Casco Viejo, Panama City
Panamá’s old town has that enticing mix of colonial architecture, Latin cool and just enough gentrification that it’s safe but still exciting. Now is definitely the time to be there.
After the original settlement was raided and razed by English pirate Henry Morgan, Panamá City “started again” on the site of what is now the Casco Viejo. Shopping in the markets at Plaza de La Independencia, drinking that famous Panamanian coffee at Plaza Bolivar and then watching the sun go down from the viewing spot above Plaza de Francia is perfect preparation for the vibrant nightlife that spills out onto the streets late into the evening.
Adventures in Boquete and the rainforest
Boquete is an eco-adventurers’ paradise. Around an hour’s flight, or 6 hours by bus, from Panamá City, this is the place to raft, ride, zipline, climb, hike, mountain bike, and much more. The small town is the perfect launchpad for your adventures.
What makes Boquete so attractive for adrenaline junkies is the chance to get out there into pristine rainforest while getting your thrills. Whether rafting on the Chiriquí Viejo River or climbing up the Barú Volcano (where you can see both the Atlantic and Pacific on a clear day), seeing the charismatic local wildlife on the Quetzal Trail or hiking through the cloud forests of La Amistad International Park, your options are endless.
Coincidentally, all of these high-energy sports are available in one of the world’s finest coffee-growing regions. The local Esmeralda coffee plantation produces legendary beans.
And if you want to really relax, the hot springs in Chiriquí are four gorgeous pools of mineral water ranging from 38°C to 46°C. Perfect after a visit to the nearby pre-Hispanic ruins or a morning of rafting.
Find out more about a Spanish course in Boquete
Bocas del Toro: Surf Paradise
This archipelago of nine tropical islands is a world-class surf destination, with waves for all abilities and the kind of mellow vibe that comes with warm-water surfing. As well as attracting some of the world’s top surfers, there are easy breaks for beginners. There’s a strong West Indian influence in the music, food and nightlife.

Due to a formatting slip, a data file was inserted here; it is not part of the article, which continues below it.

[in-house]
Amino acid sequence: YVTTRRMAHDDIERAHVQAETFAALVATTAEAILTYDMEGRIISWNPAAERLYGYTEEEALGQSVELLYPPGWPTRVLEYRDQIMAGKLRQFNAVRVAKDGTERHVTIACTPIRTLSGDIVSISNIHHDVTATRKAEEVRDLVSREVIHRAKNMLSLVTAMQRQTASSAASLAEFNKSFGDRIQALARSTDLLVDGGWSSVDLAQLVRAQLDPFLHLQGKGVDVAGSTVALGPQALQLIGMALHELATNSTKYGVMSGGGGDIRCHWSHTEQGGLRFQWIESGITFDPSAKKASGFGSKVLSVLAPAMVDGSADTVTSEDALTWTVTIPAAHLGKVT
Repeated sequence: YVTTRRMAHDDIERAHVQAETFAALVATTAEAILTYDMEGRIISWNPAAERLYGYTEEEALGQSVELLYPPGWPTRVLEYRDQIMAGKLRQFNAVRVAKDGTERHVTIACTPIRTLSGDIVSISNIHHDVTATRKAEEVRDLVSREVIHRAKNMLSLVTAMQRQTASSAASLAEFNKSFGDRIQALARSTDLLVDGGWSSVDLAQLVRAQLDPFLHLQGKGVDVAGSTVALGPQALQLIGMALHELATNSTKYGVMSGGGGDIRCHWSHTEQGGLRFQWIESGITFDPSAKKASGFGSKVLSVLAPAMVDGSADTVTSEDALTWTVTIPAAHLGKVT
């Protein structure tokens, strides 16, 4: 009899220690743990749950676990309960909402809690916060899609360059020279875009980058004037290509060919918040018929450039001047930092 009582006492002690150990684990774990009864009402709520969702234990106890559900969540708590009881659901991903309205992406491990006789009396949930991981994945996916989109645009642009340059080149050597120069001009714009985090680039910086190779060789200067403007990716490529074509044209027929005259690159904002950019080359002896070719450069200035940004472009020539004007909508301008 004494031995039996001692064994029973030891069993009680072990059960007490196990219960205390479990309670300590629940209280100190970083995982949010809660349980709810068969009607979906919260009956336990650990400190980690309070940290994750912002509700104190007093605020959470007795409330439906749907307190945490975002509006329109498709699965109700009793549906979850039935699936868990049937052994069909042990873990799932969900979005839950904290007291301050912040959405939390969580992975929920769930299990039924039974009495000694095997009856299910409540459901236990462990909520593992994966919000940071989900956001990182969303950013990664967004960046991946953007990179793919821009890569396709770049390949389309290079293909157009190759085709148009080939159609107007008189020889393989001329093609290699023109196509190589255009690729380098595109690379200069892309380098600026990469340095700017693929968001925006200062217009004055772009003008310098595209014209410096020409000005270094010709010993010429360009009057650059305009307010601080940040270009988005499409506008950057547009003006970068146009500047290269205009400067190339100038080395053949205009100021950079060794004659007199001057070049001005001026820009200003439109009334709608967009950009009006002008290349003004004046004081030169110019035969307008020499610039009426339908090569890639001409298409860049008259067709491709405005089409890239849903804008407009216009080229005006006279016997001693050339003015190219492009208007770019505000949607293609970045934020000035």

And then there are the beaches: Zapatillas, Starfish Beach, Red Frog Beach, Bluff, Wizard, Polo… the list goes on. Sloths and monkeys hang around in the trees. Bring your snorkel or hire scuba gear locally and you can dive among the reefs with sea turtles and the astounding variety of fish that call the Caribbean home.
Panama’s Pacific coast is also excellent for surfing and destinations like Morro Negrito and Santa Catalina are icons for a good reason.
Find out more about a Spanish course in Bocas del Toro
The Canal & Miraflores locks
When out searching for gold one day in newly discovered Panama, Vasco Núñez de Balboa spotted the Pacific Ocean. It didn’t take long for discussions to start about making a canal through the country.
Balboa, and many others, were disappointed by the lack of precious metals on the isthmus, but he had discovered something much more valuable – a link between the world’s two great oceans.
The Panama Canal remains one of the world’s greatest engineering achievements and an essential visit during a stay in Panama. At the Miraflores locks, you can watch as boats are lowered and raised by 15m to adjust for the differing heights of the oceans.
In Panamá City itself, you can check out the impressive Museo del Canal Interoceánico, in the restored headquarters of the original French canal company.
The Frank Gehry-designed Biomuseo is striking museum, opened in 2014, that celebrates this natural diversity. Panama is home to a bewildering range of flora and fauna, which you will undoubtedly see during a visit.
The permanent exhibition is called Panamá: Puente de Vida (Panama: Bridge of Life) and celebrates the natural wonders of a country where two continents and two oceans meet.
An hour’s drive from Panamá City, in the heart of the country, El Valle has something mystical about it. Foreigners love the mountains, cascades of vibrant flowers and natural hot springs. Panamanians, meanwhile, love the elevation from sea. City-dwellers religiously seek out cooler air where they can find it: Panamá City gets really hot and sweaty while El Valle remains fresh.
El Valle is the perfect place to pick up handicrafts made by the natives; not only can you support the indigenous people, but you can bring back an authentic and original memento.